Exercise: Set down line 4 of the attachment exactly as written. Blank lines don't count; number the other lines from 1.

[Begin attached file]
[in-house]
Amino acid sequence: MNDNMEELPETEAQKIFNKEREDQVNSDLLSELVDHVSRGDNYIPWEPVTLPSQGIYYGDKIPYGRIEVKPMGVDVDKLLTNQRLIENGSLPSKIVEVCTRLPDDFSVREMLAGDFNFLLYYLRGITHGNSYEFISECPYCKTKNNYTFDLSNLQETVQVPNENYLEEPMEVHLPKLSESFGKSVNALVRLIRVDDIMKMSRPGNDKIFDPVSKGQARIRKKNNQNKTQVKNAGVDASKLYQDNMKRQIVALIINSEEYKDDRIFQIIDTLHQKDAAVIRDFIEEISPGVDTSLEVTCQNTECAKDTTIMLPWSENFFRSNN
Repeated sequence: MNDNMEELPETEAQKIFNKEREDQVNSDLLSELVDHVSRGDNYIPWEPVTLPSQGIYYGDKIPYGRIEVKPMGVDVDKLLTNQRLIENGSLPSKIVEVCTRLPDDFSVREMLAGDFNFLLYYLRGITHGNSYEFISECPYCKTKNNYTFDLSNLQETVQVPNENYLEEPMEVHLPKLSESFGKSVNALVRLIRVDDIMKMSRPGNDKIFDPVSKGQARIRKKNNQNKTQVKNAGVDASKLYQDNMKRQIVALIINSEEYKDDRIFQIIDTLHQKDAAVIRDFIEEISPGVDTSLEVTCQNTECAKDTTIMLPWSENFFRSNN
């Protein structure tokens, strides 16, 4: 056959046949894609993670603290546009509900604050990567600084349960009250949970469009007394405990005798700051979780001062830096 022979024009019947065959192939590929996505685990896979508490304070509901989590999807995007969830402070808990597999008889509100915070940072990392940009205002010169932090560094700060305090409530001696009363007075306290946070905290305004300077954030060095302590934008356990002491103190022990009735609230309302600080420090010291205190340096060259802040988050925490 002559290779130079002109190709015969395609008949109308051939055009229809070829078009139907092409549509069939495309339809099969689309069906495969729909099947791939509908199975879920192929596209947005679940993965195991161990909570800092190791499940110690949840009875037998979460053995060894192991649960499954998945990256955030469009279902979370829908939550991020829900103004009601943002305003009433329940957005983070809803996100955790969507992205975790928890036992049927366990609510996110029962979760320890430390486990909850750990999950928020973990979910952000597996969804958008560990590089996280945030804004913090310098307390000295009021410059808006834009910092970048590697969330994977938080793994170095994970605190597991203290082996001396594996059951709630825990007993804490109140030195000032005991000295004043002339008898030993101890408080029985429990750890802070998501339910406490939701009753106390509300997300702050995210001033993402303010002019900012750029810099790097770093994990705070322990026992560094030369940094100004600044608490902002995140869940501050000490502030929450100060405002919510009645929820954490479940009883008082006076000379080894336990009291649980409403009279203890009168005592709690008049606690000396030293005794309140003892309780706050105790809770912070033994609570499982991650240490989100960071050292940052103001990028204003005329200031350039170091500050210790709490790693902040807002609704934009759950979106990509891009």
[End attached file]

């Protein structure tokens, strides 16, 4: 056959046949894609993670603290546009509900604050990567600084349960009250949970469009007394405990005798700051979780001062830096 022979024009019947065959192939590929996505685990896979508490304070509901989590999807995007969830402070808990597999008889509100915070940072990392940009205002010169932090560094700060305090409530001696009363007075306290946070905290305004300077954030060095302590934008356990002491103190022990009735609230309302600080420090010291205190340096060259802040988050925490 002559290779130079002109190709015969395609008949109308051939055009229809070829078009139907092409549509069939495309339809099969689309069906495969729909099947791939509908199975879920192929596209947005679940993965195991161990909570800092190791499940110690949840009875037998979460053995060894192991649960499954998945990256955030469009279902979370829908939550991020829900103004009601943002305003009433329940957005983070809803996100955790969507992205975790928890036992049927366990609510996110029962979760320890430390486990909850750990999950928020973990979910952000597996969804958008560990590089996280945030804004913090310098307390000295009021410059808006834009910092970048590697969330994977938080793994170095994970605190597991203290082996001396594996059951709630825990007993804490109140030195000032005991000295004043002339008898030993101890408080029985429990750890802070998501339910406490939701009753106390509300997300702050995210001033993402303010002019900012750029810099790097770093994990705070322990026992560094030369940094100004600044608490902002995140869940501050000490502030929450100060405002919510009645929820954490479940009883008082006076000379080894336990009291649980409403009279203890009168005592709690008049606690000396030293005794309140003892309780706050105790809770912070033994609570499982991650240490989100960071050292940052103001990028204003005329200031350039170091500050210790709490790693902040807002609704934009759950979106990509891009």